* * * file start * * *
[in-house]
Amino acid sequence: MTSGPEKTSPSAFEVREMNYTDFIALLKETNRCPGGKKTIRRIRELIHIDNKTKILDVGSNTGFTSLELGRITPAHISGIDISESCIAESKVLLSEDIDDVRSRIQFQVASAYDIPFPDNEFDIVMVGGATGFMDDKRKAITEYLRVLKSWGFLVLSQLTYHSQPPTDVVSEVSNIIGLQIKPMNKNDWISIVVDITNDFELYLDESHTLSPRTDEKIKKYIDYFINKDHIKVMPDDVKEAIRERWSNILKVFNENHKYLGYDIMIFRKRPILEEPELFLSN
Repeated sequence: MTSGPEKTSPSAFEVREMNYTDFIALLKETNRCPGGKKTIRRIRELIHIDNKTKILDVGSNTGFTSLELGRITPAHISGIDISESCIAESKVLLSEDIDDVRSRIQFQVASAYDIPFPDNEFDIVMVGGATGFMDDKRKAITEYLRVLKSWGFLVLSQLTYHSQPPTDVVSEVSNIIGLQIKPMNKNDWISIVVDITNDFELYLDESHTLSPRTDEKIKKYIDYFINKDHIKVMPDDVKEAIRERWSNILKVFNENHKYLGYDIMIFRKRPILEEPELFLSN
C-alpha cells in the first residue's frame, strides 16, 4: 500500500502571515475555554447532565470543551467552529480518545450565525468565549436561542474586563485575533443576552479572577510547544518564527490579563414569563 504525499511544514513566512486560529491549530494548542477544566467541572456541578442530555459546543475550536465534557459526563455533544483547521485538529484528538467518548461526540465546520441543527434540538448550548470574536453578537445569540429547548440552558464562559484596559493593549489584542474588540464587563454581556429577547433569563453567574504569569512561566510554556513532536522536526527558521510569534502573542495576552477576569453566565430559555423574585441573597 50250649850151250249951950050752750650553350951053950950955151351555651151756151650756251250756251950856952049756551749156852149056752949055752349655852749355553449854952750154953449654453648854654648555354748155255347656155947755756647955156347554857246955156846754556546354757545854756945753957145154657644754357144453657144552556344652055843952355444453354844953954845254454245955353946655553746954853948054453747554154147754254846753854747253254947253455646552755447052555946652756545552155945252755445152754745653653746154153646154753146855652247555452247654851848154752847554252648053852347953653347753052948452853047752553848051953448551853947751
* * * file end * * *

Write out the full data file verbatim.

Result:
[in-house]
Amino acid sequence: MTSGPEKTSPSAFEVREMNYTDFIALLKETNRCPGGKKTIRRIRELIHIDNKTKILDVGSNTGFTSLELGRITPAHISGIDISESCIAESKVLLSEDIDDVRSRIQFQVASAYDIPFPDNEFDIVMVGGATGFMDDKRKAITEYLRVLKSWGFLVLSQLTYHSQPPTDVVSEVSNIIGLQIKPMNKNDWISIVVDITNDFELYLDESHTLSPRTDEKIKKYIDYFINKDHIKVMPDDVKEAIRERWSNILKVFNENHKYLGYDIMIFRKRPILEEPELFLSN
Repeated sequence: MTSGPEKTSPSAFEVREMNYTDFIALLKETNRCPGGKKTIRRIRELIHIDNKTKILDVGSNTGFTSLELGRITPAHISGIDISESCIAESKVLLSEDIDDVRSRIQFQVASAYDIPFPDNEFDIVMVGGATGFMDDKRKAITEYLRVLKSWGFLVLSQLTYHSQPPTDVVSEVSNIIGLQIKPMNKNDWISIVVDITNDFELYLDESHTLSPRTDEKIKKYIDYFINKDHIKVMPDDVKEAIRERWSNILKVFNENHKYLGYDIMIFRKRPILEEPELFLSN
C-alpha cells in the first residue's frame, strides 16, 4: 500500500502571515475555554447532565470543551467552529480518545450565525468565549436561542474586563485575533443576552479572577510547544518564527490579563414569563 504525499511544514513566512486560529491549530494548542477544566467541572456541578442530555459546543475550536465534557459526563455533544483547521485538529484528538467518548461526540465546520441543527434540538448550548470574536453578537445569540429547548440552558464562559484596559493593549489584542474588540464587563454581556429577547433569563453567574504569569512561566510554556513532536522536526527558521510569534502573542495576552477576569453566565430559555423574585441573597 50250649850151250249951950050752750650553350951053950950955151351555651151756151650756251250756251950856952049756551749156852149056752949055752349655852749355553449854952750154953449654453648854654648555354748155255347656155947755756647955156347554857246955156846754556546354757545854756945753957145154657644754357144453657144552556344652055843952355444453354844953954845254454245955353946655553746954853948054453747554154147754254846753854747253254947253455646552755447052555946652756545552155945252755445152754745653653746154153646154753146855652247555452247654851848154752847554252648053852347953653347753052948452853047752553848051953448551853947751